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여성인권(women’s human rights)은 1990년대 의 비엔나회의와 베이징대회를 필두로 국제사회의 핵심 담론과 페미니즘의 주요한 요구사항이 되었 다. 이 두 대회를 통해 여성인권 논의는 여성의 지 위향상에 크게 기여하였다고 하여 페미니즘 운동 의 기적으로 표현되기도 한다. 본 논문은 여성인권 이 실제로 기적이라고 불릴 만큼의 성과를 얻었는 지에 대한 문제제기로부터 시작한다. 논문은 여성 인권의 딜레마에 초점을 맞추어 이 논의를 비판적 으로 살펴본다. 여성에 대한 폭력으로 환원되는 여 성인권 논의는 다음의 세 가지 전제에 기초한다 - 1)여성은 공통된 경험을 가진다 2)문화는 여성에게 나쁘다 3)여성은 인간이다. 이러한 전제는 여성들 간의 차이와 다양성을 간과한다는 비판, 문화의 상 호보완적이고 긍정적인 영향력을 묵인한다는 비판, 그리고 여성에 대한 폭력의 구조적이고 집단 관계 적인 성격을 소홀히 한다는 비판의 대상이 된다. 논문에서는 각각의 전제와 이에 따른 비판을 보편 과 차이의 딜레마, 젠더와 문화의 딜레마, 집단과 개인의 딜레마로 분석한다. 여성인권이 무비판적 으로 수용되고 있는 현 시점에서 딜레마에 대한 해결에 앞서 이해가 우선되어야 함을 강조하며, 이 러한 딜레마를 이해함으로써 앞으로의 여성인권 논의가 풀어야하는 숙제를 결론에서 간략히 함의 한다.


The purpose of this paper is to examine the limitations of the women’s human rights discourse in international feminist and human rights scholarship. In particular, it focuses on dilemmas that the discourse creates. Since the 1990s women’s human rights has become one of major demands of feminist and human rights activists as well as theorists. Significantly they have claimed that violence against women should be a core issue of women’s human rights violations. Thus it is generally considered that the idea of women’s human rights has contributed to revisiting and broadening a traditional concept of human rights to address various women’s issues including, importantly, that of violence against women. Although I do not intend to dismiss accomplishments that the women’s human rights discourse has brought to improve the status of women, in this paper, however, I critically assess the discourse by analyzing its underlying assumptions: a) women have shared experiences; b) culture is bad for women; and c) women are human beings. I argue that these assumptions of women’s human rights engender dilemmas of universality-difference, gender-culture, and group-individual, respectively.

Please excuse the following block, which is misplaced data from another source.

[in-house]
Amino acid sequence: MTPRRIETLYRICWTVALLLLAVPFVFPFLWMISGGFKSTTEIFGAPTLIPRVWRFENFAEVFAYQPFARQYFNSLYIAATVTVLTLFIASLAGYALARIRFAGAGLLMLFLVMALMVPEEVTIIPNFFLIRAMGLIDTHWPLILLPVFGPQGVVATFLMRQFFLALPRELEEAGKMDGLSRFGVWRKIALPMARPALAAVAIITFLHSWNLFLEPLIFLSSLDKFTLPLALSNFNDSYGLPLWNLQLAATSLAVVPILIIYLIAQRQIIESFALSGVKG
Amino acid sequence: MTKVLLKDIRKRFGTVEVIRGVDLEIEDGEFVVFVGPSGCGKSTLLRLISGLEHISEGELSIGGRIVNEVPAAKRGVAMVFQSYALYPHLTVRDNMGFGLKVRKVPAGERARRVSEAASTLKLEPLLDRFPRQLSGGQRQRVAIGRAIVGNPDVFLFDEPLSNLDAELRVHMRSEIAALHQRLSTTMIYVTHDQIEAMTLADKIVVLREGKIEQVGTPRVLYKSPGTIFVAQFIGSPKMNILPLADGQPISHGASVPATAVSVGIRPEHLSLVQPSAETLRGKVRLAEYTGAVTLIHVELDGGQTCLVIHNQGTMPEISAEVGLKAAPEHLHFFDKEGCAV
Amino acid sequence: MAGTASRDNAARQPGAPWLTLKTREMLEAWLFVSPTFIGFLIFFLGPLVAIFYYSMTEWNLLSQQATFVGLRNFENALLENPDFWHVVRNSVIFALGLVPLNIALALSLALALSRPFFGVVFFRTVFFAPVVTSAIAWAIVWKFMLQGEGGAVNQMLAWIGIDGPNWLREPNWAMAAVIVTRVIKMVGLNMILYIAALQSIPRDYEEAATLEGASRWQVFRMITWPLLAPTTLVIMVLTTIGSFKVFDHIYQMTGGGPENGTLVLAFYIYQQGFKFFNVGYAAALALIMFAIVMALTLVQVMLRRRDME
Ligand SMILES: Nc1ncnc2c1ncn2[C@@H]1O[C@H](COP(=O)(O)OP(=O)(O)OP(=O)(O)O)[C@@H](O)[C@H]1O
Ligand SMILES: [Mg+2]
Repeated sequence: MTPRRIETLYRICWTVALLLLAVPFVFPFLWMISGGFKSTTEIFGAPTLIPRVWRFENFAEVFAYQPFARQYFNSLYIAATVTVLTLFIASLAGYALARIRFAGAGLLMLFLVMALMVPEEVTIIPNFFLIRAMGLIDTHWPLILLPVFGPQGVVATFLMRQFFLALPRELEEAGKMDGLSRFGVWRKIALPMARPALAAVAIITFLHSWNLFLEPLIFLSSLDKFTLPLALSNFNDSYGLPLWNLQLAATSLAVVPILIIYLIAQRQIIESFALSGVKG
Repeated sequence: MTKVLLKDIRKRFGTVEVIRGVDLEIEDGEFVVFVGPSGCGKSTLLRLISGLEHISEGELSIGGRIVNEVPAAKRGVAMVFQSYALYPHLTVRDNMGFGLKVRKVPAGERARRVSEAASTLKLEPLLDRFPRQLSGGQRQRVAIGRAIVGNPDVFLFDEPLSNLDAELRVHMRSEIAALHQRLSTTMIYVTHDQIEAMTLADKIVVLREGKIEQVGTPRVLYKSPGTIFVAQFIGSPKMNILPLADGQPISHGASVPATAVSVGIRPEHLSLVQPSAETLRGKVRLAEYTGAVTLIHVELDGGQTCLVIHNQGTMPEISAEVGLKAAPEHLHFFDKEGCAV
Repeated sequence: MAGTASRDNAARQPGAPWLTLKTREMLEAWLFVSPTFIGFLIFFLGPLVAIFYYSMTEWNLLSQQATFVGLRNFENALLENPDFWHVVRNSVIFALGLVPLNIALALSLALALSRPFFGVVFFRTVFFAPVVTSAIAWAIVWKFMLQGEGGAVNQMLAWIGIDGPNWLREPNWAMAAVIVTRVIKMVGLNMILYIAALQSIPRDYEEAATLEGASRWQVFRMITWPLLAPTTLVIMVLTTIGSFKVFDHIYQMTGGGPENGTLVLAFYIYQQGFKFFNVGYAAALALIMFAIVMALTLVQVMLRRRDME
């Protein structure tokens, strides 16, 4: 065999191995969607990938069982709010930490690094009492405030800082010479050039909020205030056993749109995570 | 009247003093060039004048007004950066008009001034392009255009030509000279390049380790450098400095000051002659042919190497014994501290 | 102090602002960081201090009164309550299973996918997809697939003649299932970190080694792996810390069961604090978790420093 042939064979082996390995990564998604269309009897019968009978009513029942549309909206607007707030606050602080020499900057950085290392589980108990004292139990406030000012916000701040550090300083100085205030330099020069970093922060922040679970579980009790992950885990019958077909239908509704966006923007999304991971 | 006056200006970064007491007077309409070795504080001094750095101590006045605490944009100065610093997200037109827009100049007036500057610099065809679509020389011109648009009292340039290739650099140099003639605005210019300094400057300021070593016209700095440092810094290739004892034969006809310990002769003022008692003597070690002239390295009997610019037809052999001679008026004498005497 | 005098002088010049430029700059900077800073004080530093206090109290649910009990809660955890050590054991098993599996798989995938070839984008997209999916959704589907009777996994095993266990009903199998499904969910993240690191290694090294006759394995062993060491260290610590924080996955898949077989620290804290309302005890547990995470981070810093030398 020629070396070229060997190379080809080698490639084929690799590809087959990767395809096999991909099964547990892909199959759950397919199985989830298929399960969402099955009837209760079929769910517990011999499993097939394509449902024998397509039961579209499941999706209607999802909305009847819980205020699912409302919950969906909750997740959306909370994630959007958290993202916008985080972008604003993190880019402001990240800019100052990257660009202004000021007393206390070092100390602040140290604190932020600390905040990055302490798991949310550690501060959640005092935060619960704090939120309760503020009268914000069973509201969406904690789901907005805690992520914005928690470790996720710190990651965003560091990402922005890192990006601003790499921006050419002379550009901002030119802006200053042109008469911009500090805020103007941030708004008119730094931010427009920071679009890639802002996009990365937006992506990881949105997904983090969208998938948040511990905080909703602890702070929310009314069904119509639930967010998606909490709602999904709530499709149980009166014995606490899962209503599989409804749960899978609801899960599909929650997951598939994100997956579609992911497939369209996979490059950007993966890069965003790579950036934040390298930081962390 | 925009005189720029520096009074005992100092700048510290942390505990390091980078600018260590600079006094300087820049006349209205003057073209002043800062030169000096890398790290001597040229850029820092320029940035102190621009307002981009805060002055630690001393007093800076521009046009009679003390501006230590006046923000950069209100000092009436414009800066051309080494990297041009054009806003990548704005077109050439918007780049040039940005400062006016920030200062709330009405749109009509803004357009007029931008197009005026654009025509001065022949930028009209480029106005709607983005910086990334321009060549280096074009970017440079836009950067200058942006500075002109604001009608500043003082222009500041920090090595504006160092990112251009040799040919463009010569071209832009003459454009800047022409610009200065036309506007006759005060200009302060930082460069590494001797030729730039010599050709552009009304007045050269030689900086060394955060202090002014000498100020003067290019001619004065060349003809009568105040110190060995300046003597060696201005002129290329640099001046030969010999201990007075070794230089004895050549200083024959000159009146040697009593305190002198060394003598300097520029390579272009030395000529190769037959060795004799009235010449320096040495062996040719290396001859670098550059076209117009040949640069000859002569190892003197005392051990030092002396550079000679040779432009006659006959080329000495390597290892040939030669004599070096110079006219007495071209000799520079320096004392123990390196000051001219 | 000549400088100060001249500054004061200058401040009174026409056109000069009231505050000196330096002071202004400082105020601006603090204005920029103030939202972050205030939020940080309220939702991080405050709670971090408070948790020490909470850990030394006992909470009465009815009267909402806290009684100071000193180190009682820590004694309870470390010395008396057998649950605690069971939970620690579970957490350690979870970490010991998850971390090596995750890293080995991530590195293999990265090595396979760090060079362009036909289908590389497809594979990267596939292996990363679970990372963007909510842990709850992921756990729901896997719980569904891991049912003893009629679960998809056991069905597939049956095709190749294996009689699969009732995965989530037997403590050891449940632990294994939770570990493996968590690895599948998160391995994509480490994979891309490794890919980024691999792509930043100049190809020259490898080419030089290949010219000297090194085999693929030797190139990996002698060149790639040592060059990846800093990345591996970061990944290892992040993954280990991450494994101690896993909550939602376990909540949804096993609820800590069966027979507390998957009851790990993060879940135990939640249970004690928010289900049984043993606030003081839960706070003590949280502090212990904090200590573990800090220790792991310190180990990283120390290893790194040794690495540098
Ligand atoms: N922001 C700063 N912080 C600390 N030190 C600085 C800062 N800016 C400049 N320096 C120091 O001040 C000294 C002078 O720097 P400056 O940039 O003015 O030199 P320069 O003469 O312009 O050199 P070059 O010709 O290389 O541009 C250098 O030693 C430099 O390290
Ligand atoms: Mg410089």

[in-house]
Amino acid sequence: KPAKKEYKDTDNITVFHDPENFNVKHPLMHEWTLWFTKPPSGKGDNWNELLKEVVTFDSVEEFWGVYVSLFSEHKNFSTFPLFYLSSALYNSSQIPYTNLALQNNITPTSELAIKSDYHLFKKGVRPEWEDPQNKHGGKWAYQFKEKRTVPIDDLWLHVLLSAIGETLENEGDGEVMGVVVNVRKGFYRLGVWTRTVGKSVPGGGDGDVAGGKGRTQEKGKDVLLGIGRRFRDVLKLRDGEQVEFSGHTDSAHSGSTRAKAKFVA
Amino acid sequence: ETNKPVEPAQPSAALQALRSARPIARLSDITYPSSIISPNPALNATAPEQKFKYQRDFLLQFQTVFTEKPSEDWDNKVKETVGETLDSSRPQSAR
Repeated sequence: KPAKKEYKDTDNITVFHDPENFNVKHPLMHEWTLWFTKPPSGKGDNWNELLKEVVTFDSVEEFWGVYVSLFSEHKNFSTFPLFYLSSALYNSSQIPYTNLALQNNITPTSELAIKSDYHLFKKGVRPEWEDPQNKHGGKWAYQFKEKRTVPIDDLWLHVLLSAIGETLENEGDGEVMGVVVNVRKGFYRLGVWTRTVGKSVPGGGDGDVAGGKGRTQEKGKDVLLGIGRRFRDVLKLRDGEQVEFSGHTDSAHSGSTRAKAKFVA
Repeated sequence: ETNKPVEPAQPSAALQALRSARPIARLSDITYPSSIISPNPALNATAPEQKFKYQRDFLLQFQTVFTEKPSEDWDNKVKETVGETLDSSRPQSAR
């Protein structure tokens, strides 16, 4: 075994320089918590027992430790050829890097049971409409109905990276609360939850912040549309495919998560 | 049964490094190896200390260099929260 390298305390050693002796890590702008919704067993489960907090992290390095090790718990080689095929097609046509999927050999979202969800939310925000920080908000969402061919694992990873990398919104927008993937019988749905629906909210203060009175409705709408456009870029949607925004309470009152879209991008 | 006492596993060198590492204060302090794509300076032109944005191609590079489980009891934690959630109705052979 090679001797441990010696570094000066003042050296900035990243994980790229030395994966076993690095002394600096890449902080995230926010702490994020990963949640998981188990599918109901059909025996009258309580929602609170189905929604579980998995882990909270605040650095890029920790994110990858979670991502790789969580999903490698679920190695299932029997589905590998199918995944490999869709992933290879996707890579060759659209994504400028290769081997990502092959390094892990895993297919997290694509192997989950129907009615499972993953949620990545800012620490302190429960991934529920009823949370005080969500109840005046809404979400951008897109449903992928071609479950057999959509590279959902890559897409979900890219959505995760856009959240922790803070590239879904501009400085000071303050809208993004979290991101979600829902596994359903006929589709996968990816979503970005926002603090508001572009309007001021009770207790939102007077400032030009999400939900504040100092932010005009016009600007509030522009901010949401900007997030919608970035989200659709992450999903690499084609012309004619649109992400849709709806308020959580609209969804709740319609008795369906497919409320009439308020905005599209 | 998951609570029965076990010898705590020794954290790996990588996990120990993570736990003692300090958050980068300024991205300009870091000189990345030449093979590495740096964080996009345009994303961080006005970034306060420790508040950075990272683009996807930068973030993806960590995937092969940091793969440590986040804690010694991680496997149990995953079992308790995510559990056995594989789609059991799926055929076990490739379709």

The purpose of this paper is to examine the limitations of the women’s human rights discourse in international feminist and human rights scholarship. In particular, it focuses on dilemmas that the discourse creates. Since the 1990s women’s human rights has become one of major demands of feminist and human rights activists as well as theorists. Significantly they have claimed that violence against women should be a core issue of women’s human rights violations. Thus it is generally considered that the idea of women’s human rights has contributed to revisiting and broadening a traditional concept of human rights to address various women’s issues including, importantly, that of violence against women. Although I do not intend to dismiss accomplishments that the women’s human rights discourse has brought to improve the status of women, in this paper, however, I critically assess the discourse by analyzing its underlying assumptions: a) women have shared experiences; b) culture is bad for women; and c) women are human beings. I argue that these assumptions of women’s human rights engender dilemmas of universality-difference, gender-culture, and group-individual, respectively.